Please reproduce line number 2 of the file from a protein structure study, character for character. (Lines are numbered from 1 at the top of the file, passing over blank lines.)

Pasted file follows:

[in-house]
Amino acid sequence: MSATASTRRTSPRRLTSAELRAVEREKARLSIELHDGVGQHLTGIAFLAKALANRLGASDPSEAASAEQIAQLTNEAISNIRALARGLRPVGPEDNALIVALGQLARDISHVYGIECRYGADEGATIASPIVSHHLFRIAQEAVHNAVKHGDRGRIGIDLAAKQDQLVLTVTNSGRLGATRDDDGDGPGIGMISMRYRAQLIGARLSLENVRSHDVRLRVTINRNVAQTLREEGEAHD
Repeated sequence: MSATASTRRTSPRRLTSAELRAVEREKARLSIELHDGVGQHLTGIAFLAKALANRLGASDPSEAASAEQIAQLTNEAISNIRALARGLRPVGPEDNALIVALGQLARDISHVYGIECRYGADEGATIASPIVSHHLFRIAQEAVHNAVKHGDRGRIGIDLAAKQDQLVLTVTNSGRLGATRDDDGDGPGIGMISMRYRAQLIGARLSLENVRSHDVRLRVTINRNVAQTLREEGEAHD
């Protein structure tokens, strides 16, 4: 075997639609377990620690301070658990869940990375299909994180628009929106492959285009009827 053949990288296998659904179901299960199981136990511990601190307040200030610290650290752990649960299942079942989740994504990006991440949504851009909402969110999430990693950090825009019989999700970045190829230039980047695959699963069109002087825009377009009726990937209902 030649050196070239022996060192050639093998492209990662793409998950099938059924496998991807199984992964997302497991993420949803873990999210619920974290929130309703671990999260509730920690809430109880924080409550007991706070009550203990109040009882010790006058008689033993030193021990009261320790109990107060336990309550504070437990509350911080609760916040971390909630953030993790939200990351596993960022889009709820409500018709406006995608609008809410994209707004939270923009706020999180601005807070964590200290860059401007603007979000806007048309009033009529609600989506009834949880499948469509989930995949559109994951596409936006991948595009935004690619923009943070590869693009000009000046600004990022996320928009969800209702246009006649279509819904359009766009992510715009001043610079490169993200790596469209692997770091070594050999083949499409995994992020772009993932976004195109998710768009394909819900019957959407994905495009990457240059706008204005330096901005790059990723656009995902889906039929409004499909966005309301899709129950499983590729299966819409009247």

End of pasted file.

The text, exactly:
Amino acid sequence: MSATASTRRTSPRRLTSAELRAVEREKARLSIELHDGVGQHLTGIAFLAKALANRLGASDPSEAASAEQIAQLTNEAISNIRALARGLRPVGPEDNALIVALGQLARDISHVYGIECRYGADEGATIASPIVSHHLFRIAQEAVHNAVKHGDRGRIGIDLAAKQDQLVLTVTNSGRLGATRDDDGDGPGIGMISMRYRAQLIGARLSLENVRSHDVRLRVTINRNVAQTLREEGEAHD